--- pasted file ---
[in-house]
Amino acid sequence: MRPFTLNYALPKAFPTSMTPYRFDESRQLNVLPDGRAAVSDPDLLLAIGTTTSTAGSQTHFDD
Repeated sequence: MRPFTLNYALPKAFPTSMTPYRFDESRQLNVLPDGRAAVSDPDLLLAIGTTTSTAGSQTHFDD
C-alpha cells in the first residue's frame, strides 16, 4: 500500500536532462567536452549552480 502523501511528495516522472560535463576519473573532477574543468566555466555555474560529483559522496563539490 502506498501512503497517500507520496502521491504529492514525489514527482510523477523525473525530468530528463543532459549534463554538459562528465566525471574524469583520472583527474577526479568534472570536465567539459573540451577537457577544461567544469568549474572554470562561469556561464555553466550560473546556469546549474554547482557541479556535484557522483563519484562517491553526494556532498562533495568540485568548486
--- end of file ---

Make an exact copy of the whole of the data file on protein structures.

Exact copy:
[in-house]
Amino acid sequence: MRPFTLNYALPKAFPTSMTPYRFDESRQLNVLPDGRAAVSDPDLLLAIGTTTSTAGSQTHFDD
Repeated sequence: MRPFTLNYALPKAFPTSMTPYRFDESRQLNVLPDGRAAVSDPDLLLAIGTTTSTAGSQTHFDD
C-alpha cells in the first residue's frame, strides 16, 4: 500500500536532462567536452549552480 502523501511528495516522472560535463576519473573532477574543468566555466555555474560529483559522496563539490 502506498501512503497517500507520496502521491504529492514525489514527482510523477523525473525530468530528463543532459549534463554538459562528465566525471574524469583520472583527474577526479568534472570536465567539459573540451577537457577544461567544469568549474572554470562561469556561464555553466550560473546556469546549474554547482557541479556535484557522483563519484562517491553526494556532498562533495568540485568548486